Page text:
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Play It Again, Surgeon

Music in the O.R. reduces patient anxiety

THURSDAY, June 14, 2001 (HealthDayNews) -- Scheduled for surgery anytime soon? You might want to consider listening to a little Beethoven, Sinatra or even Kid Rock to ease your anxiety.

That's the conclusion of a recent study that found that older patients who underwent ambulatory -- or "outpatient" -- surgery were prone to significantly less stress if they listened to music during the procedure.

"People this age undergoing ambulatory surgery have a great deal of stress. 'You're here, you're gone, next,' " says Karen Allen, lead author of the study and a research scientist in psychology at the State University of New York at Buffalo.

Allen looked at 40 patients facing minor surgery -- mainly for glaucoma and cataract removal.

The first 20 patients -- average age 74 -- registered an average baseline blood-pressure reading of 126/81 a week before the surgery, and an average heart rate of 70 beats per minute. On the day of surgery, however, the group's average blood pressure had skyrocketed to 158/92, with a heart rate of 87 beats per minute. The increase was due largely to anxiety, Allen speculates. But within five minutes of listening to music, the blood pressure had dropped back to 132/85 and continued to drop as the surgery progressed.

By contrast, the 20 patients who didn't listen to music -- average age, 77 -- saw their blood-pressure and heart-rate levels rise and stay there throughout the operations. Prior to surgery, their average blood-pressure rates were 128/85 and their heart rates averaged 70 beats per minute. Just before surgery, their blood pressure jumped to 160/92 and their heart rates averaged 83 -- and remained there until the surgery was completed.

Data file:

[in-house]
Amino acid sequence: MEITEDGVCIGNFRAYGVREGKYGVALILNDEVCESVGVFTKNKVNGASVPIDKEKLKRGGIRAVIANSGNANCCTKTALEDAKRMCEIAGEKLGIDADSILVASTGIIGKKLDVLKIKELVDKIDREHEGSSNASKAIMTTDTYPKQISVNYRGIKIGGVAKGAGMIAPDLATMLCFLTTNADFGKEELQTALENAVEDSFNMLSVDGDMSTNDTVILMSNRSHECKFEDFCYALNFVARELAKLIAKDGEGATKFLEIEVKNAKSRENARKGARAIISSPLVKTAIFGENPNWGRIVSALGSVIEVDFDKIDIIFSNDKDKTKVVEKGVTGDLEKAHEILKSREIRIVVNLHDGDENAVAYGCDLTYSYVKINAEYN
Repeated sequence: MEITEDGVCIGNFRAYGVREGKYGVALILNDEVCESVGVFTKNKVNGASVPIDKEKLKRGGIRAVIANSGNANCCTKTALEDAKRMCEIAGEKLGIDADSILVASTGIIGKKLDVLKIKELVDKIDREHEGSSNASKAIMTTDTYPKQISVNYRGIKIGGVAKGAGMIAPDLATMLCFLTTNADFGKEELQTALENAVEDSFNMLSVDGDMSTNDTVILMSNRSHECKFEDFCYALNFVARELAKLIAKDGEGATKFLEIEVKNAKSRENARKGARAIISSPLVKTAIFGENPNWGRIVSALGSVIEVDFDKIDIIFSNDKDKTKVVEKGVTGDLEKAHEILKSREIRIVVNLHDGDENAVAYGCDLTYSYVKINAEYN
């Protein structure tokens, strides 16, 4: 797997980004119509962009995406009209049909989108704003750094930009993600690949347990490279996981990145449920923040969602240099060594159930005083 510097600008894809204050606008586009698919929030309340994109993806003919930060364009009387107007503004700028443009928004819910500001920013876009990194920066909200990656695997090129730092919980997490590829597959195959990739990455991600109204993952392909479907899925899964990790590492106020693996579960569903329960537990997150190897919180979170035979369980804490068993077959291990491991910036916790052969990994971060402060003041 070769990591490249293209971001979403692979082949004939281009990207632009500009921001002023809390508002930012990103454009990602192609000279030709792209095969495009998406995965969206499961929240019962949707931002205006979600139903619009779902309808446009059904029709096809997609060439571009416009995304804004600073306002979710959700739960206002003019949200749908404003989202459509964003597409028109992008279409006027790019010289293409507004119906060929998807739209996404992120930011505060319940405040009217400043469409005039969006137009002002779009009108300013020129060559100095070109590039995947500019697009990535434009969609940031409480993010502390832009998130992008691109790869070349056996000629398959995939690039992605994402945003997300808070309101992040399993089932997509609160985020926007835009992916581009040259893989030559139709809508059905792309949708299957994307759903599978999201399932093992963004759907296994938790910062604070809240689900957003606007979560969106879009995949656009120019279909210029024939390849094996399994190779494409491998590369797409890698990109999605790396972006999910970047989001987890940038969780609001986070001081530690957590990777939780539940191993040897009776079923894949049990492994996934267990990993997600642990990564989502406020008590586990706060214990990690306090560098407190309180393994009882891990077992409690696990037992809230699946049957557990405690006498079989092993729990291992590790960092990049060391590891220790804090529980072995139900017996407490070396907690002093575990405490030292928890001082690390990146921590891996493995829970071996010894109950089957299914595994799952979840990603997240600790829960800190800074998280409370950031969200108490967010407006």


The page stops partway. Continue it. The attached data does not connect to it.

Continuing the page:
Heightened blood pressure and heart rates can be a problem for anyone. But, they pose particular problems for the elderly, and particularly during surgery. "Any kind of stress can trigger anything," says Allen, citing strokes and heart attacks as possibilities during surgery.

Why does music combat stress so successfully? Allen believes it's a combination of factors.

Surgery is a time when patients feel they lack control. In her study, patients were allowed to choose their own music, perhaps increasing their sense of power. And their choices were diverse. A radio announcer for a local program called "Polka Time" naturally opted for polkas, while an Irish nun chose Celtic tunes and sang "Tura Lura Lura" as the surgeon removed her cataract. Big Band music was also popular, Allen says.

Besides offering a sense of control, Allen says, the music that patients chose was familiar and comforting. Many said they keep the radio on at home during the day. And, Allen notes, older Americans grew up with radio -- not television.

Finally, the patients said the music offered a distraction from the surgery. "They said they didn't have to hear the chatter of doctors and nurses," says Allen, whose study appeared in a recent issue of the journal Psychosomatic Medicine.

Dr. Gerald Chodak, director of the Midwest Prostate and Urology Health Center in Chicago, says he has allowed radical prostatectomy patients to listen to music on headphones for about three-and-a-half years, always with positive results. He himself listens to the Rolling Stones and Motown when he performs surgery because it relaxes him. But why should his patients have to listen to his music, he thought.

Many of Chodak's patients also talk on cell phones to friends and family members during the two-hour surgery. They report the two options relax them, he says.

What To Do

To learn more about music's therapeutic effects, visit the American Music Therapy Association Web site. If you're interested in how music affects our brains, see this University of Washington site.

Or, read these HealthDay stories on the connection between music and health.

SOURCES: Interviews with Karen Allen, Ph.D., research scientist in psychology at the State University of New York at Buffalo; Gerald Chodak, M.D., director of the Midwest Prostate and Urology Health Center in Chicago; May 2001 Psychosomatic Medicine
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